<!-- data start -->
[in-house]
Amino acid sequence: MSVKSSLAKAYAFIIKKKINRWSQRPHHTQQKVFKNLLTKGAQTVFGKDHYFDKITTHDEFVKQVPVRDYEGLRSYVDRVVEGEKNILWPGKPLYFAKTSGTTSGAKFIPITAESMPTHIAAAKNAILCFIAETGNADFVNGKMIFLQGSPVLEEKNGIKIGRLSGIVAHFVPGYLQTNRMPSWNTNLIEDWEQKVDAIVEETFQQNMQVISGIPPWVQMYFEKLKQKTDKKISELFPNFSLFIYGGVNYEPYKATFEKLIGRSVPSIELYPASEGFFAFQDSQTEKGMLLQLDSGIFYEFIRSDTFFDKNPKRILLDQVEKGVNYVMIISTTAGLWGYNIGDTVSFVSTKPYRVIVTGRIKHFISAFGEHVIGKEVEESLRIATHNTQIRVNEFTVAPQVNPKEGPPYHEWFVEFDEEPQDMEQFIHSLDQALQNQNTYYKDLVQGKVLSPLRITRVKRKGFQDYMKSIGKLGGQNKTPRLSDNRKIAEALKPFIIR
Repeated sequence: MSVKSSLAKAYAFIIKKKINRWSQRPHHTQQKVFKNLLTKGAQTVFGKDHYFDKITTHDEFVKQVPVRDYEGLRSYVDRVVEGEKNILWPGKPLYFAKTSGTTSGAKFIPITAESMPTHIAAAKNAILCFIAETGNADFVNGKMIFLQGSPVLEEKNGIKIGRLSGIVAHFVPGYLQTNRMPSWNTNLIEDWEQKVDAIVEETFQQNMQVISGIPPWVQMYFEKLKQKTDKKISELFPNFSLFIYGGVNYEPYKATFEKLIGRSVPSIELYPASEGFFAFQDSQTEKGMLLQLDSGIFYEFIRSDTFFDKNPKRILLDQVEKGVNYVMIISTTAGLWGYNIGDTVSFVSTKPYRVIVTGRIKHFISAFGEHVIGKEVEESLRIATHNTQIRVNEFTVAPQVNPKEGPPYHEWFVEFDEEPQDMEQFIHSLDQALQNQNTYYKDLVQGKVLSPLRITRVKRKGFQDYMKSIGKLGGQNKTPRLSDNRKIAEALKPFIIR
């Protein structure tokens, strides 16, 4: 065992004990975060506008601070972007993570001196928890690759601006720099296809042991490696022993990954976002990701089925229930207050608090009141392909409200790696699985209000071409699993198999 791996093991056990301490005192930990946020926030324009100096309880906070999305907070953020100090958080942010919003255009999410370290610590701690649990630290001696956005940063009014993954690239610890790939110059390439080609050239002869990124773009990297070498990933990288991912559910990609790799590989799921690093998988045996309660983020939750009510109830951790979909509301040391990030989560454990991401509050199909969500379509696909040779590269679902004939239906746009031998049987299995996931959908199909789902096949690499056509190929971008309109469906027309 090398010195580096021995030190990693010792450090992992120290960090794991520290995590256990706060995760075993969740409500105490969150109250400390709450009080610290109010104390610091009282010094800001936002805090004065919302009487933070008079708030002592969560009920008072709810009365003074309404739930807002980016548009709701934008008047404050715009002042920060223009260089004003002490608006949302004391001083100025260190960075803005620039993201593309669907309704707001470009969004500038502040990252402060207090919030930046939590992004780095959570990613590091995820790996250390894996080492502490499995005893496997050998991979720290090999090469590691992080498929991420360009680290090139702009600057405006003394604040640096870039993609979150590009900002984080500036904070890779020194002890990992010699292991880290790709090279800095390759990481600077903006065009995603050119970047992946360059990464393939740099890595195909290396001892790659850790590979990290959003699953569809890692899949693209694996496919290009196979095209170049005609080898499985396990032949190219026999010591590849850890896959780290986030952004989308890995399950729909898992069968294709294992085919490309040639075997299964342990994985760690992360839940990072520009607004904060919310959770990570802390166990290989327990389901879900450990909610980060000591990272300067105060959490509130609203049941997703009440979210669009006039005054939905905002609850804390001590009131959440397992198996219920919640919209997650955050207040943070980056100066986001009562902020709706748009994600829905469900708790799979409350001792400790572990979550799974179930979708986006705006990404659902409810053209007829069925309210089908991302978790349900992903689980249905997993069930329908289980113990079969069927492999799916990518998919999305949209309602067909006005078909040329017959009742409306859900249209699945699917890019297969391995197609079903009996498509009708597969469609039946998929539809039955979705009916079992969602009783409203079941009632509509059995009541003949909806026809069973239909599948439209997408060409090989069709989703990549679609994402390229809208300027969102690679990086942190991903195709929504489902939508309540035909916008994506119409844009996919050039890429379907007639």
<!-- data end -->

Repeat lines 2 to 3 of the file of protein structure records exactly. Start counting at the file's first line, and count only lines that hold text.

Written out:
Amino acid sequence: MSVKSSLAKAYAFIIKKKINRWSQRPHHTQQKVFKNLLTKGAQTVFGKDHYFDKITTHDEFVKQVPVRDYEGLRSYVDRVVEGEKNILWPGKPLYFAKTSGTTSGAKFIPITAESMPTHIAAAKNAILCFIAETGNADFVNGKMIFLQGSPVLEEKNGIKIGRLSGIVAHFVPGYLQTNRMPSWNTNLIEDWEQKVDAIVEETFQQNMQVISGIPPWVQMYFEKLKQKTDKKISELFPNFSLFIYGGVNYEPYKATFEKLIGRSVPSIELYPASEGFFAFQDSQTEKGMLLQLDSGIFYEFIRSDTFFDKNPKRILLDQVEKGVNYVMIISTTAGLWGYNIGDTVSFVSTKPYRVIVTGRIKHFISAFGEHVIGKEVEESLRIATHNTQIRVNEFTVAPQVNPKEGPPYHEWFVEFDEEPQDMEQFIHSLDQALQNQNTYYKDLVQGKVLSPLRITRVKRKGFQDYMKSIGKLGGQNKTPRLSDNRKIAEALKPFIIR
Repeated sequence: MSVKSSLAKAYAFIIKKKINRWSQRPHHTQQKVFKNLLTKGAQTVFGKDHYFDKITTHDEFVKQVPVRDYEGLRSYVDRVVEGEKNILWPGKPLYFAKTSGTTSGAKFIPITAESMPTHIAAAKNAILCFIAETGNADFVNGKMIFLQGSPVLEEKNGIKIGRLSGIVAHFVPGYLQTNRMPSWNTNLIEDWEQKVDAIVEETFQQNMQVISGIPPWVQMYFEKLKQKTDKKISELFPNFSLFIYGGVNYEPYKATFEKLIGRSVPSIELYPASEGFFAFQDSQTEKGMLLQLDSGIFYEFIRSDTFFDKNPKRILLDQVEKGVNYVMIISTTAGLWGYNIGDTVSFVSTKPYRVIVTGRIKHFISAFGEHVIGKEVEESLRIATHNTQIRVNEFTVAPQVNPKEGPPYHEWFVEFDEEPQDMEQFIHSLDQALQNQNTYYKDLVQGKVLSPLRITRVKRKGFQDYMKSIGKLGGQNKTPRLSDNRKIAEALKPFIIR